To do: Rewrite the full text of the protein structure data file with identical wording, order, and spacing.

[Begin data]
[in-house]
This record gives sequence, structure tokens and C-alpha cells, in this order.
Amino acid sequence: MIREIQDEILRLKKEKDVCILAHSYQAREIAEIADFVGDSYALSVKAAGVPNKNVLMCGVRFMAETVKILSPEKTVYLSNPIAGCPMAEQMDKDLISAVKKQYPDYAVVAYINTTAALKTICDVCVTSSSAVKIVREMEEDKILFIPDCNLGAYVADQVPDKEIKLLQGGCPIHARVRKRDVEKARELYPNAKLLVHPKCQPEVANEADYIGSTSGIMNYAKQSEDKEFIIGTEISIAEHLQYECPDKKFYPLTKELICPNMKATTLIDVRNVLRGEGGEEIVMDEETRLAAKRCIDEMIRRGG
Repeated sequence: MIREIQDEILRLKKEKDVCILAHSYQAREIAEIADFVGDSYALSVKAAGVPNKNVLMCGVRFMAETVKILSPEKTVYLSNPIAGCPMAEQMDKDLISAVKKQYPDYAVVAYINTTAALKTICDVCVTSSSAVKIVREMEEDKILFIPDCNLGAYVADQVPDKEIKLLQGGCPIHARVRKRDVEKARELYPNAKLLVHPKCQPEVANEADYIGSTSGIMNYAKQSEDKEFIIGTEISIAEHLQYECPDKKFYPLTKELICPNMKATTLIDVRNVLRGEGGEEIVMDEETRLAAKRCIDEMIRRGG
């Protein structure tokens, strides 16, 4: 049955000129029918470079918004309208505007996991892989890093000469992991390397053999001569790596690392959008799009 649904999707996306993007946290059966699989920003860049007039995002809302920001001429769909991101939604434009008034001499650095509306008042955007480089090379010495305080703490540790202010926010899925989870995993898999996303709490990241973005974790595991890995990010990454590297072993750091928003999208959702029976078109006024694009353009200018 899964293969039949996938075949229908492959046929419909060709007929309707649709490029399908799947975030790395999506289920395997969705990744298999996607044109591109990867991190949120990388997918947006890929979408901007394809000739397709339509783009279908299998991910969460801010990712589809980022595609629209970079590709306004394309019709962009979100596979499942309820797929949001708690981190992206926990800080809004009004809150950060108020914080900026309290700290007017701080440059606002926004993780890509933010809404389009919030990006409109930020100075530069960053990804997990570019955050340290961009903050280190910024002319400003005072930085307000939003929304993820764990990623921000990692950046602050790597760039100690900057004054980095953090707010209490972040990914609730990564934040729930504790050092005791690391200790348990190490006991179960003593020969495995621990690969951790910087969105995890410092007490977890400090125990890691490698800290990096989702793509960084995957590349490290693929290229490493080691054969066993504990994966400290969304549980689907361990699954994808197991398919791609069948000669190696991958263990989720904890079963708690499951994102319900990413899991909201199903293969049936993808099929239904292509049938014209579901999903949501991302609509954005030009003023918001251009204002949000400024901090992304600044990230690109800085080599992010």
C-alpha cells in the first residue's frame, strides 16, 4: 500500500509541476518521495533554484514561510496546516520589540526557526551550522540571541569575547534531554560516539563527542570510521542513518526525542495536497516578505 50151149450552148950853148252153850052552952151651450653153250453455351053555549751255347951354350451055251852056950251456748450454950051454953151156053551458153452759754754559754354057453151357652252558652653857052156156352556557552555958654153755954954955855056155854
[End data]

[in-house]
This record gives sequence, structure tokens and C-alpha cells, in this order.
Amino acid sequence: MIREIQDEILRLKKEKDVCILAHSYQAREIAEIADFVGDSYALSVKAAGVPNKNVLMCGVRFMAETVKILSPEKTVYLSNPIAGCPMAEQMDKDLISAVKKQYPDYAVVAYINTTAALKTICDVCVTSSSAVKIVREMEEDKILFIPDCNLGAYVADQVPDKEIKLLQGGCPIHARVRKRDVEKARELYPNAKLLVHPKCQPEVANEADYIGSTSGIMNYAKQSEDKEFIIGTEISIAEHLQYECPDKKFYPLTKELICPNMKATTLIDVRNVLRGEGGEEIVMDEETRLAAKRCIDEMIRRGG
Repeated sequence: MIREIQDEILRLKKEKDVCILAHSYQAREIAEIADFVGDSYALSVKAAGVPNKNVLMCGVRFMAETVKILSPEKTVYLSNPIAGCPMAEQMDKDLISAVKKQYPDYAVVAYINTTAALKTICDVCVTSSSAVKIVREMEEDKILFIPDCNLGAYVADQVPDKEIKLLQGGCPIHARVRKRDVEKARELYPNAKLLVHPKCQPEVANEADYIGSTSGIMNYAKQSEDKEFIIGTEISIAEHLQYECPDKKFYPLTKELICPNMKATTLIDVRNVLRGEGGEEIVMDEETRLAAKRCIDEMIRRGG
């Protein structure tokens, strides 16, 4: 049955000129029918470079918004309208505007996991892989890093000469992991390397053999001569790596690392959008799009 649904999707996306993007946290059966699989920003860049007039995002809302920001001429769909991101939604434009008034001499650095509306008042955007480089090379010495305080703490540790202010926010899925989870995993898999996303709490990241973005974790595991890995990010990454590297072993750091928003999208959702029976078109006024694009353009200018 899964293969039949996938075949229908492959046929419909060709007929309707649709490029399908799947975030790395999506289920395997969705990744298999996607044109591109990867991190949120990388997918947006890929979408901007394809000739397709339509783009279908299998991910969460801010990712589809980022595609629209970079590709306004394309019709962009979100596979499942309820797929949001708690981190992206926990800080809004009004809150950060108020914080900026309290700290007017701080440059606002926004993780890509933010809404389009919030990006409109930020100075530069960053990804997990570019955050340290961009903050280190910024002319400003005072930085307000939003929304993820764990990623921000990692950046602050790597760039100690900057004054980095953090707010209490972040990914609730990564934040729930504790050092005791690391200790348990190490006991179960003593020969495995621990690969951790910087969105995890410092007490977890400090125990890691490698800290990096989702793509960084995957590349490290693929290229490493080691054969066993504990994966400290969304549980689907361990699954994808197991398919791609069948000669190696991958263990989720904890079963708690499951994102319900990413899991909201199903293969049936993808099929239904292509049938014209579901999903949501991302609509954005030009003023918001251009204002949000400024901090992304600044990230690109800085080599992010």
C-alpha cells in the first residue's frame, strides 16, 4: 500500500509541476518521495533554484514561510496546516520589540526557526551550522540571541569575547534531554560516539563527542570510521542513518526525542495536497516578505 50151149450552148950853148252153850052552952151651450653153250453455351053555549751255347951354350451055251852056950251456748450454950051454953151156053551458153452759754754559754354057453151357652252558652653857052156156352556557552555958654153755954954955855056155854